Some of our BD-5 builders have received the first four packages, but have not started construction of their aircraft due to some parts being backordered. Although some parts are missing, the four packages contain enough materials to build the wings, vertical fin, rudder (minus the counterbalance and balsa tip which can be installed later) and fuselage shell.
The fuselage shell is probably the easiest to construct of all the major parts of the BD-5. The allowable tolerance of the over dimensions is such that the builder simply has to butt the sections together and drill them in. For those of you who wish to take the time and effort to device a method of checking waterlines, I have included the following dimensions:
Center forward tip of nose cone - WL 22.30
Center bottom seam at FU1, middle of flange - WL 13.75
Center bottom seam at FU6, middle of flange - WL 16.38
Aft bottom tip of fuselage - WL 20.92
Center of aft drive cone (where drive shaft exits fuselage) - WL 47.00
(Note: this is not the line of the driveshaft, but rather the point at which the drive line and WL 47.00 intersect.)
Please understand that these dimensions are nominal. That is, if everything is exactly perfect, including your workmanship and measurements, then your fuselage will indeed have these dimensions. In reality, your fuselage dimensions will vary somewhat from the nominal dimensions (as ours have) and should not be cause for alarm.
The most important aspect is to keep an accurate vertical centerline, so the fuselage will have no twist, and to keep the bottom seam straight so that fuselage will have as little curve left or right as possible. The exact length of each individual skin is relatively unimportant. If the right hand skins meet perfectly at WL 25.00 but the left hand skins have a gap of 1/16", or even 1/4", it will not affect the structural integrity of the aircraft as long as the rivets have the acceptable minimum edge distance (1.5" x diameter from center of rive to edge of material). This applies to all seams and splices on the aircraft fuselage, and they will all later be filled in with body filler to give the smoothest, most drag-free surface possible.
Following are some general tips that you might find helpful until you receive Supplement Materials Package 4:
Several layers of thinner gauge material can be used to make the FU13 belly doubler and clecoed in place. Later, when you receive the correct material (BD-5-M-0030) the thin material can be removed and replaced with .063" 2024-T3.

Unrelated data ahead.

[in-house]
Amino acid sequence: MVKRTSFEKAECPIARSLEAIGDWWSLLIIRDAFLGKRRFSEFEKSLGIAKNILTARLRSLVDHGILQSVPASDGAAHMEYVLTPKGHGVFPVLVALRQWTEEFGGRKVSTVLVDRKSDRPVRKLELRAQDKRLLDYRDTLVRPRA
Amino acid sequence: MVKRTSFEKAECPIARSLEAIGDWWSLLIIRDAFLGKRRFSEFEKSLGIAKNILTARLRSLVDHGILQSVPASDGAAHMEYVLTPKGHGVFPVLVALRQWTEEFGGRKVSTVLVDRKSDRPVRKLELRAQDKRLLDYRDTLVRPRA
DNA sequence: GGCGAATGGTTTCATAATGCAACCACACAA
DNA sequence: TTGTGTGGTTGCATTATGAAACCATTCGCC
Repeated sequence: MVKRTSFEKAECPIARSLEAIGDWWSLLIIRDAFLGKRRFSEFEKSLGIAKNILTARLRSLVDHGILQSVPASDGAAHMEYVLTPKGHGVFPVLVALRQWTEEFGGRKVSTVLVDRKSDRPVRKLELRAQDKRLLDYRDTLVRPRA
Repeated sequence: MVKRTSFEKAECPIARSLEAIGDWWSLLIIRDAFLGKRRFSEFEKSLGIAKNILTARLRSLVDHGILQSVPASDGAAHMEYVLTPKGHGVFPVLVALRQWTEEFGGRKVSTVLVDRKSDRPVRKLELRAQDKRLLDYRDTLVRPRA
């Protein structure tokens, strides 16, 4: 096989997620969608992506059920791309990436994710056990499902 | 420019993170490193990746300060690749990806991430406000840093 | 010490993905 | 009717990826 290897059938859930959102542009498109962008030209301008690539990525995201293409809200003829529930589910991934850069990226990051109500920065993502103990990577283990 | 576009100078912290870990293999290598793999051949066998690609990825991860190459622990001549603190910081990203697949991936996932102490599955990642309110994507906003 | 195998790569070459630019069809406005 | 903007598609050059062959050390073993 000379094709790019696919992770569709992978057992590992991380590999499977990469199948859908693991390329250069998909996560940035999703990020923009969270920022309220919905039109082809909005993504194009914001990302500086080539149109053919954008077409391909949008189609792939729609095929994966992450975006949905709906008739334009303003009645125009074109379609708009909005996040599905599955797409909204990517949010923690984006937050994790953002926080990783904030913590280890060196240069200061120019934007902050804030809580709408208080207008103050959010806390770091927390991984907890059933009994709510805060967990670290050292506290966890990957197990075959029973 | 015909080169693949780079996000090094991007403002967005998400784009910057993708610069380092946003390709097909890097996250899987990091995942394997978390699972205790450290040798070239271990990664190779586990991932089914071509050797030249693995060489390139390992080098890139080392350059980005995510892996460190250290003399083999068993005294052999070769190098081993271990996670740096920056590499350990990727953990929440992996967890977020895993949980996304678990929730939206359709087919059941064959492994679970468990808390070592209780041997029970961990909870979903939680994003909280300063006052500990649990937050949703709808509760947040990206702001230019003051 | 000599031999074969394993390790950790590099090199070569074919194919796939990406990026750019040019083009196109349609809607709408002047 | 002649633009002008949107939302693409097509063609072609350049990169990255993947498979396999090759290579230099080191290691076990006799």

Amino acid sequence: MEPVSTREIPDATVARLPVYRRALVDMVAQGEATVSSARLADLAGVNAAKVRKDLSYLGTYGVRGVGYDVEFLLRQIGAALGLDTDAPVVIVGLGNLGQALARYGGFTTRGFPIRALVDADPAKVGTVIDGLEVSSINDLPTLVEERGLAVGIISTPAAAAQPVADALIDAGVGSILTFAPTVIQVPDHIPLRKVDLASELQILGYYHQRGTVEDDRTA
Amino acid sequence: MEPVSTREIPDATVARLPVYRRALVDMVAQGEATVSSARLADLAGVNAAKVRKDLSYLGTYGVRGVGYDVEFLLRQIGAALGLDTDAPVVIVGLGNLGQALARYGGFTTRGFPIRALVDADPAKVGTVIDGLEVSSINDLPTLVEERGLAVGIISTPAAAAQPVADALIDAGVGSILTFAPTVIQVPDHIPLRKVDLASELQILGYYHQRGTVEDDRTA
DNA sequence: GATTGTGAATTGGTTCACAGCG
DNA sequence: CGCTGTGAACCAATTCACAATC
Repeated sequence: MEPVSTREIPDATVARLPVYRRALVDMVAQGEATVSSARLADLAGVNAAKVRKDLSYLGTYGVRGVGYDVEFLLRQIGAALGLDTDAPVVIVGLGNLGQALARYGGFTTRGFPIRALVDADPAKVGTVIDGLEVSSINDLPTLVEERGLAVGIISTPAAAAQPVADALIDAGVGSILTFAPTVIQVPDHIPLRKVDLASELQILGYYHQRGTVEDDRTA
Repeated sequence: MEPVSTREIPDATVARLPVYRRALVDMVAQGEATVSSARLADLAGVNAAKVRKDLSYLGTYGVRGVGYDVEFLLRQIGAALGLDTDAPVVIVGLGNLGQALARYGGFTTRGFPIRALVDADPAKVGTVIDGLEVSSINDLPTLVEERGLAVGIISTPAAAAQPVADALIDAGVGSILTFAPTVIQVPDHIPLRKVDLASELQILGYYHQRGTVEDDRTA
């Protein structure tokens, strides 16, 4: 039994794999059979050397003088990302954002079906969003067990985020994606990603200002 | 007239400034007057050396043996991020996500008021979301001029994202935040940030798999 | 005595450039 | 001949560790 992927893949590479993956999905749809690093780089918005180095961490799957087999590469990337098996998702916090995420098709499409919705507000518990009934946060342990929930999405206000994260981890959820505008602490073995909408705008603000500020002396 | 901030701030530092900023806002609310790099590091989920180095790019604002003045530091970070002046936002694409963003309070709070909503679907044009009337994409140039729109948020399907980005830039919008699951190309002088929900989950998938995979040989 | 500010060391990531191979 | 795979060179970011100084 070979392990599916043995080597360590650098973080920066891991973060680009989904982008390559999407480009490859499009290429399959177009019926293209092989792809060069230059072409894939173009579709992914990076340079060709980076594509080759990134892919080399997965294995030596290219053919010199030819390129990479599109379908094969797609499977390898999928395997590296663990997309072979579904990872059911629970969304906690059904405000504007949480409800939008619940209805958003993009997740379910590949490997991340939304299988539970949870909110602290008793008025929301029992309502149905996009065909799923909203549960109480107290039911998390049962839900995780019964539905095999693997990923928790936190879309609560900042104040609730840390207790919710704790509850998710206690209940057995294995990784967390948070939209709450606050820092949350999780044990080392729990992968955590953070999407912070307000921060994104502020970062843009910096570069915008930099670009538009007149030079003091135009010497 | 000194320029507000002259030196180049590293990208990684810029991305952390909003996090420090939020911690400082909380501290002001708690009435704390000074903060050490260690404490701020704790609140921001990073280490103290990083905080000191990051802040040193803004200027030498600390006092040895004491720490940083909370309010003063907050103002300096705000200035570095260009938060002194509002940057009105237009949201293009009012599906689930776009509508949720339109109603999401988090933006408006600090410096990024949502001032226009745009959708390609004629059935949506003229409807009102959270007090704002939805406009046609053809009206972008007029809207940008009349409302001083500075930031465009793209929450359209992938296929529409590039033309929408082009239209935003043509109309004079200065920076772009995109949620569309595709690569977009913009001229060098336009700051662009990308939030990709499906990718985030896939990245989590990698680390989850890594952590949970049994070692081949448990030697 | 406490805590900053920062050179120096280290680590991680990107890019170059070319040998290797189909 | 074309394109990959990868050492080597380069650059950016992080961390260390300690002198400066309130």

The pattern for part FU48 may not fit your airplane. It might be best to make a pattern from cardboard to fit your plane, then use it to make the metal part. Parts FU27 and FU28 will actually be approximately 1" shorter on the bottom than shown in Detail E, Page 411.
A plywood disc with a diameter of 5.97" should be used to replace FU66 until this part arrives. This is to ensure the proper circumference of the drive cone.
After a section of the fuselage is drilled and clecoed, a few rivets can be installed about every 4" to 6" along a splice. This will hold the parts in alignment and allow you to use clecoes elsewhere. The rivets can be removed later by placing a dull ice pick or similar tool in the center of the rivet head and striking sharply with a light hammer. This will remove the steel mandrel and allow you to drill through the rive with a No. 29 drill.
Now, a word about that wonderful stuff we have all come to know and love ... Pro Seal!
Some of our builders have cans of Pro Seal that carry expired dates printed on them. In most cases this will not present any problems. It simply means that the cure time could be longer or shorter than the specified 72 hours. Cure time can be shortened by the application of heat (no higher than 100°F) or an increase of 15% to 20% in the amount of catalyst used. The cure time may be lengthened by a small decrease in the amount of catalyst used or by lowering the temperature.
When opened, most cans of the white base compound will have a tough, dry surface. This should be peeled away and discarded. The rest of the white base compound should be smooth and free of lumps. Some separation may occur in the black catalyst during storage. This will show up as an oily residue on the surface and should be blended in with the rest of the catalyst. Any Pro Seal found to be unusable can be returned to Bede Aircraft for replacement.
Extra jars of the catalyst can be ordered from Bede Aircraft at $1.40 per jar. We are shipping two kinds of sealant (890 and 408). The catalyst for the 890 sealant cannot be used with the 408 base compound, and vice-versa, so be sure to specify the correct number when ordering extra catalyst.
If you have a problem with construction of a part, i.e. misdrilled hole, mislocated part, shy edge distance, feel free to write to me. I'll be glad to help you find a solution and publish an answer in this Bulletin to help other builders.
However, if your questions are about a deviation of design or modification to the design that you would like to make personally on your aircraft, my only reply will be "Don't do it!". We cannot and will not offer assistance to anyone making any changes to the BD-5 design, nor can we accept any responsibility for the consequences of such changes.
We are receiving many inquiries about optional equipment including avionics, lighting systems, and other equipment. Rather than try to answer each letter one at a time, I would appreciate it if you would hold these letters until you receive our optional equipment catalog. First copies should be ready for shipment by the end of this month.
I hope this Bulletin has been of some value to us both.
Frank Andrews, BD-5 Sales Manager
Last Update: 5/29/97
Web Author: Juan Jiménez
Copyright © 1997 by Juan Jiménez - ALL RIGHTS RESERVED